I am so fortunate to have my dining room to use as a craft area. I am not really a tidy person so I am surprised to find myself so interested in organizing my studio. I can only think that it’s a product of necessity. After spending a lot of time searching for fabrics and tools I realized that I could get projects completed with less frustration if I put things in order.
Have you ever really thought about why you like that cute little yellow house on the corner or the one yellow plant in your garden that catches your eye every day?
I think it’s because it makes you happy. My mom did her whole bedroom in yellow. Overdone, I thought. Yellow wallpaper, yellow bedspread and she even had orange and yellow shag carpeting throughout the entire house. Crazy! But, she loved it and I am starting to see why.
I have noticed that when I add just a touch of yellow, it makes the quilt come alive and draws your eye in.
The sun gives us light and warmth and life. The same applies as we create a quilt. Of course not all quilts would look good with splashes of yellow but a highlight of some sort will set a quilt apart from the rest. It could be the color red or orange or a special pattern that accentuates the color contrasts.
Okay, I admit, I am a little color crazy. Probably over the top but it cheers me up. Blame it on my mother. She was unique, colorful and would wear just about any color or style. She had eyeglasses that flared up at the corner, with rhinestones. I miss my crazy mom. She had Alzheimer’s the 20 years of her life but everybody still loved her. She looked for the good in people and people saw the good in her. I hope I am just like her.
As I was searching for tutorials on bindings, I ran across a few websites that did not want their information copied in any form and it caused me to look at the copy write laws in regards to exactly how it applies to the art craft industry.
The U.S. copyright code rules can be located at: http://www.copyright.gov/title17
If you buy a pattern, make the project from the pattern and then sell it, you probably are infringing on copywriting laws. You can copy projects for your own use or to give as gifts but you cannot sell them. They need to be your own work, coming entirely from your own inspiration.
So get ideas from patterns but don’t copy unless you have permission from the owner or it is a copy write free or it’s public domain. Patterns issued before 1923 are generally considered public domain.
Most artists don’t have a problem with coming up with their own ideas and inspiration; that’s what make this craft so enjoyable. Coming up with new ideas. The best part of a project is when that spark lights and you start jotting down that inspired thought. As beginners, we need to glean through the tutorials and projects to get the structural “how to make it” ideas and then learn to combine those thoughts into your own creation.
Where do you get your best inspiration from?
Watched this video this morning and it gave me some ideas for quilting my wonky quilt. I especially liked the idea of using the embroidery tool and putting a pattern like a small heart or flower throughout my quilt instead of quilting.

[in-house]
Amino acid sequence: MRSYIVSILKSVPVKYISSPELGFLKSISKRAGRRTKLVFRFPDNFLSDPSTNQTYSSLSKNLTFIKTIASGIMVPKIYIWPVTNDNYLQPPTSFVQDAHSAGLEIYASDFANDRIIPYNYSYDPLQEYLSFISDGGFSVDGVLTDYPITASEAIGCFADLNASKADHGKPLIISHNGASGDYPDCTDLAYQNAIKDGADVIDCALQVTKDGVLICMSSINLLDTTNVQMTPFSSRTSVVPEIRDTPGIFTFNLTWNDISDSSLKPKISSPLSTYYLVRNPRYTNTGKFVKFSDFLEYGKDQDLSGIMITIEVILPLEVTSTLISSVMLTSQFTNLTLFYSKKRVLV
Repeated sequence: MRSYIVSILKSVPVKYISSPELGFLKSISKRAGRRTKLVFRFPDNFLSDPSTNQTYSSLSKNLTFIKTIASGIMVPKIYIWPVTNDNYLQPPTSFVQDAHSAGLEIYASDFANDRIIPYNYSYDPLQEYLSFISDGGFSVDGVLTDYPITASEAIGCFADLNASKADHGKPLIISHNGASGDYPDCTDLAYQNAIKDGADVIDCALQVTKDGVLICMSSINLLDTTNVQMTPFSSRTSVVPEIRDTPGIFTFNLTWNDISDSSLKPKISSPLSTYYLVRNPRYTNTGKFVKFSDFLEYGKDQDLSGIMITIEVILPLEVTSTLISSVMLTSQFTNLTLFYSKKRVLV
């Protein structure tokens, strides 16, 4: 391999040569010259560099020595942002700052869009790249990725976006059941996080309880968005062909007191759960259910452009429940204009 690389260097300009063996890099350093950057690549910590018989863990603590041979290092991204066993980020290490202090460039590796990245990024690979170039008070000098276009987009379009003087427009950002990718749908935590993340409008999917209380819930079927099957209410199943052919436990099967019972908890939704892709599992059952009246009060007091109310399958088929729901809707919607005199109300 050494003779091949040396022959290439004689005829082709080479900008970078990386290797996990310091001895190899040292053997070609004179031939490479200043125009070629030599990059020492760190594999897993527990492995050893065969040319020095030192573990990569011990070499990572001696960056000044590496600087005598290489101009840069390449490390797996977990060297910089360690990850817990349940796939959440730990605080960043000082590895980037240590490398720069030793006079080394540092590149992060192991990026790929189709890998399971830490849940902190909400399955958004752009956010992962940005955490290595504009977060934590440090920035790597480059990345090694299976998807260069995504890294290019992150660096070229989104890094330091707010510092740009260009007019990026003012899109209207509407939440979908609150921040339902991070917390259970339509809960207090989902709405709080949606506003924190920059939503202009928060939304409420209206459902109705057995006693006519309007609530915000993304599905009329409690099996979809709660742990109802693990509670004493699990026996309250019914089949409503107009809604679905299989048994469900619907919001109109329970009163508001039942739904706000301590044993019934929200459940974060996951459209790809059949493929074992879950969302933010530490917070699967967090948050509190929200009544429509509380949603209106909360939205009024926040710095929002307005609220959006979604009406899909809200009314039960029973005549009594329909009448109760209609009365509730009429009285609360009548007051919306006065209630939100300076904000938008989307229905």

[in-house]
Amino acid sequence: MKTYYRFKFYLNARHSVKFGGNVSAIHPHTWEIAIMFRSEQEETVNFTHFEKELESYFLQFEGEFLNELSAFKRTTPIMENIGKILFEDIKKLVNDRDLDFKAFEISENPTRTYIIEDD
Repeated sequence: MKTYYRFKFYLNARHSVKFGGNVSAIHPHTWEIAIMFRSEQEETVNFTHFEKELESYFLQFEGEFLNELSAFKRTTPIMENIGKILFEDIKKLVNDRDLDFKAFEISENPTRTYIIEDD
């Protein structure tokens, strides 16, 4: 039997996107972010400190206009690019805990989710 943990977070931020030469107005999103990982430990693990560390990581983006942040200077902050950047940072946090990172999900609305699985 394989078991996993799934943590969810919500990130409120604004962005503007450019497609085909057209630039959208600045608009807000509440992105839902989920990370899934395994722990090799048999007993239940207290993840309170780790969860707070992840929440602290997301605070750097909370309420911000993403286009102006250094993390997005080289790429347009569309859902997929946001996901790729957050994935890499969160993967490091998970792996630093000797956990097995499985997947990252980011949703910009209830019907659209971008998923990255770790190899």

TIPS FROM ME;
To enlarge small art quilts; use borders and extend stitching or applique onto border.
For small art quilts: Instead of making a sleeve, I use D Rings. Hand stitch the D ring’s straight edge to the backing at top left and right and use the curved edge of the D ring to slide onto nail. I found a pack of 50 for $12.95 from Country Brook Design Inc. on Amazon.com.
TIPS from www.aliceinstitches.com
Washing Fabric: Fold long lengths of fabric into arm-length sections and safety pin along the top before pre washing to eliminate tangling in washing machine.
When arranging fabrics by value, squint to see if a fabric jumps out at you. It’s easier to spot a piece that is out of place.
To display your work in progress for getting a better perspective; cover your design wall with felt, flannel or pellon fleece.
Chain piecing: Use a scrap of fabric as a starter when chain piecing.
Pin Basting your quilt layers together: Use #2 safety pins. Start from the center of your project and work out any wrinkles that form along the way.
Use clean pizza box lids for storing blocks or cut pieces of fabric. (I use cardboard for separating my fused pieces. J)
Run your needle and thread through a fresh dryer sheet to eliminate tangling in your thread. (I have also heard that dryer sheets are good for getting fusing material off your iron) J
Put batting in dryer for 15 to 20 minutes before layering it with your quilt. It takes out wrinkles and will be easier to use.
Misty Fuse is an ultra thin fusible product that is easy to quilt through and won’t add bulk.
Be sure to check out www.quiltingdaily.com, it is a wonderful website instructional tutorials for art quilts plus free downloads.
Here is a sample of what you can learn from them.
Quilting Daily wrote:
On their Quilting Arts Workshop™ video Improvisational Fused Quilt Art: Create Beautiful Art Quilts the Easy Way, these experienced, award-winning quilt artists show several options for finishing their quilts.
Here is a very simple technique that Frieda demonstrates.
1. Create a frame by fusing fabric to both sides of a piece of Timtex® interfacing.
Timtex is a good choice because it is firm without being bulky and you can stitch and cut through it easily, says Frieda.
For complete instructions visit Interweave at www.guiltingdaily.com